He says the technology and lifting capacity evolved dramatically due to the requests for more demanding and challenging operations to be executed. “Moreover, the handling operations of this system have been getting easier in terms of moving the single sections of this device around.”
Corbetta says the system has self-contained hydraulics in each jack-up unit. He highlights the safety of the system, as it is operated and controlled remotely by a computer. In terms of the transportation, the whole sections of Fagioli’s jack-up system can be easily containerised and shipped. Enerpac launched its first jack-up system over a decade ago, and now its portfolio comprises two product series, the JS Systems and SCJ.
The JS Systems series, consists of four models (JS125, JS250, JS500, JS750), offering capacities per leg of 125t to 750t. All four models were launched in 2017. As to how the systems have evolved over time, Pete Crisci, product line director at Enerpac Heavy Lifting Technology, answers: “We have standardised and improved our control systems over time, providing finer control over the lift and enhancing safe operation.”
In 2019, Enerpac launched the SCJ-Series Self-Locking Cube Jack series, which now comprises the SCJ-50 and SCJ-100.
Crisci explains the difference between the two lines: “JS Systems are self-contained units— pumps, lifting cylinders and controls all in the leg. Cube Jack is a standalone lifting device that requires connection to an external hydraulic power source and controls. “JS system is best suited for heavier loads (125 to 750t per leg) with higher lifting capacity (6-30m) requirements, and critical unique lifting projects. Cube Jacks are best suited for lighter loads (50-100t each leg) and lower heights (2-3m), and best for wider variety of general lifting jobs.”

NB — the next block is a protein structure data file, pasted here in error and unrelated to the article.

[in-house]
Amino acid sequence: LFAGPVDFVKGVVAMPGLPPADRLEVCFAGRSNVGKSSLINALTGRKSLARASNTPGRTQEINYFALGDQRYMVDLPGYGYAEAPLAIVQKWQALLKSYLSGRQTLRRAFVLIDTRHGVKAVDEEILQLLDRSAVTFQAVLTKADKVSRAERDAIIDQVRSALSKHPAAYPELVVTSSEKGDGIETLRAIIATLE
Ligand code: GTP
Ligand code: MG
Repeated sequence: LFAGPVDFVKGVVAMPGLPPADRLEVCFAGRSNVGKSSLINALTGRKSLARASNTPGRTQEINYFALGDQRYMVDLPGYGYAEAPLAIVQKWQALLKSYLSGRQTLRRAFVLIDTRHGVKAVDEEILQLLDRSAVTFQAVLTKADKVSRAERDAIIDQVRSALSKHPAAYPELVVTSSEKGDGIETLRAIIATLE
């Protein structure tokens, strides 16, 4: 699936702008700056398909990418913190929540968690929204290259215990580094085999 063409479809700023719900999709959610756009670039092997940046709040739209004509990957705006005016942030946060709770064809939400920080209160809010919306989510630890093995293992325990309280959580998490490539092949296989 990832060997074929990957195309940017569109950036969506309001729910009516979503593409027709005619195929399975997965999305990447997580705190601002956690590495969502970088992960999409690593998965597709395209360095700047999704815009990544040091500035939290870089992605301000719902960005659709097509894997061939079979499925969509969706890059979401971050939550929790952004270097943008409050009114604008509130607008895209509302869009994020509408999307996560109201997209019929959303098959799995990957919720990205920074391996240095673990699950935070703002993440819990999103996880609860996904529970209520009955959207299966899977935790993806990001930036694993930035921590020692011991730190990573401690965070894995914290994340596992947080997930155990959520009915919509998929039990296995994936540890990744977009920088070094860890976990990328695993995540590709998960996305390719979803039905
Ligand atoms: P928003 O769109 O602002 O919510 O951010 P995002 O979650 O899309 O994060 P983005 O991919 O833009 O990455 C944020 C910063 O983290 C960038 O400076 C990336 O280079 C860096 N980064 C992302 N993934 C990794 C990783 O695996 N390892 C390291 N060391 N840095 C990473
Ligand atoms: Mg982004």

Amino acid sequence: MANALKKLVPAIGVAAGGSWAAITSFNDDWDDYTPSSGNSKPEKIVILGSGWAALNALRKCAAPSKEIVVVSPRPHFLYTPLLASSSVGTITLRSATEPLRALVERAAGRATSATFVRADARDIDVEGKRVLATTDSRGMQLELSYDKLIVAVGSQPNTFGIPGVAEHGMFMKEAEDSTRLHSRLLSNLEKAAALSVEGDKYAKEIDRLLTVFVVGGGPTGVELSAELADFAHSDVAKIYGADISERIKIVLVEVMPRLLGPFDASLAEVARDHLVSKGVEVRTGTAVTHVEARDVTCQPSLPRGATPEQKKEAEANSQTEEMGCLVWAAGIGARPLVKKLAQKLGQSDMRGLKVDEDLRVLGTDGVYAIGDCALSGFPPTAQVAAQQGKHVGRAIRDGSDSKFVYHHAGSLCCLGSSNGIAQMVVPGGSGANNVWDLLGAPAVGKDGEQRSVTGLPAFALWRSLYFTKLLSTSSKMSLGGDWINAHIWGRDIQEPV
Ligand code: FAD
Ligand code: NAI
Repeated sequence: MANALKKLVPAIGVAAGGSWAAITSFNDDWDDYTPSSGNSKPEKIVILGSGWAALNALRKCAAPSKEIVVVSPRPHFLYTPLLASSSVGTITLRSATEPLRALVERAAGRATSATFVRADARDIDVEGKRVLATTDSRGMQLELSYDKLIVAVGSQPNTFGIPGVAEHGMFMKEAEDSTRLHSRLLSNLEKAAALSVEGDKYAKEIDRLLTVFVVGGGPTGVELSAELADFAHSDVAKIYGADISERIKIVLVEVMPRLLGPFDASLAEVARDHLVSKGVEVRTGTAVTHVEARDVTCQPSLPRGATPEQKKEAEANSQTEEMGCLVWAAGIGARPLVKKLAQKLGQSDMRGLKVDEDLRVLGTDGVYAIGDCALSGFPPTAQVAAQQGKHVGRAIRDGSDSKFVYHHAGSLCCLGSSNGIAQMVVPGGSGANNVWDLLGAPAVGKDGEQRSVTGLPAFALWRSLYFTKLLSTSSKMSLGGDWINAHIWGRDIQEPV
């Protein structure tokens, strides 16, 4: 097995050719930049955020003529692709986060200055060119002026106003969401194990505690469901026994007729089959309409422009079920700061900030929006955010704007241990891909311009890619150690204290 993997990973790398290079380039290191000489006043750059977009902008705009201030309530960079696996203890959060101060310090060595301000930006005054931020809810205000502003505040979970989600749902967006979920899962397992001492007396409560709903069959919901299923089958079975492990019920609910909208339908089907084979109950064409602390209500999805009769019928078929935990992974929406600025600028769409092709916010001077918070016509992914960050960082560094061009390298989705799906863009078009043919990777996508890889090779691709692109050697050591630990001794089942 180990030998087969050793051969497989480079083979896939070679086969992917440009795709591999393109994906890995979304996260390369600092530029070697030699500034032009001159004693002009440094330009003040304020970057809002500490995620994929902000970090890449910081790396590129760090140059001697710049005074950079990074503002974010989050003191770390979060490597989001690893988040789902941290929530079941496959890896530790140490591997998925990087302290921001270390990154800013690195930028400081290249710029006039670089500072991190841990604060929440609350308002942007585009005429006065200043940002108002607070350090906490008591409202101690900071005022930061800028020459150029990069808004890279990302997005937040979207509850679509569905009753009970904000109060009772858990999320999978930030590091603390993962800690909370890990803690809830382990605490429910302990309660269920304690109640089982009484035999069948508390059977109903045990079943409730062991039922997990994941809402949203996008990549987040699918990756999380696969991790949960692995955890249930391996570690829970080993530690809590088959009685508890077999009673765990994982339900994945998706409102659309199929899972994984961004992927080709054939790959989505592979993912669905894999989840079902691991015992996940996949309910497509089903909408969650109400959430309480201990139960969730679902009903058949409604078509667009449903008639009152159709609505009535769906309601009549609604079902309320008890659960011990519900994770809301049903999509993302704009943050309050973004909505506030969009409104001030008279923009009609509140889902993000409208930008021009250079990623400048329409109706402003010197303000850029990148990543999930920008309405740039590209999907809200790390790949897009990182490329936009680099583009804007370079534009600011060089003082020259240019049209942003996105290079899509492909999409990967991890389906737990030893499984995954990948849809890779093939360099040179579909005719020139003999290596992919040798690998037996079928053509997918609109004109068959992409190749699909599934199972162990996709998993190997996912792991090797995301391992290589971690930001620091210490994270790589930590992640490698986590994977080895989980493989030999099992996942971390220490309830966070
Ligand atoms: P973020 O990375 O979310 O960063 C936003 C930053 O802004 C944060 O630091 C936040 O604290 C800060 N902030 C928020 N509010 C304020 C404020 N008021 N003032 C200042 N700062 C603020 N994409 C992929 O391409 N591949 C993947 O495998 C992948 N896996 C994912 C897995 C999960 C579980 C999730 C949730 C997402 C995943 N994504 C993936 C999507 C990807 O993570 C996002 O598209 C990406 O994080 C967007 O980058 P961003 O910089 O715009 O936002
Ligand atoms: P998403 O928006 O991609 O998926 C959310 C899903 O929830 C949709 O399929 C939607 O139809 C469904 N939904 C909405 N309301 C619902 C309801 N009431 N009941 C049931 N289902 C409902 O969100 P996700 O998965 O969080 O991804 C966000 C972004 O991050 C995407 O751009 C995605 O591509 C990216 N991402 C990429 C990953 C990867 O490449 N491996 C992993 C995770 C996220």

In terms of applications, Crisci says Cube Jacks can be used for lifting structures for expansion, lifting machinery on and off of transport vehicles, and performing maintenance in factories.
JS Systems are best suited for handling port cranes, bridge construction as well as maintenance of large machinery used in construction and mining.
“What is great about the JS system is that you can run more than the typical four lifting legs on a system. It’s expandable as needed based on the application. So additional capacity is gained by adding additional legs,” says Crisci.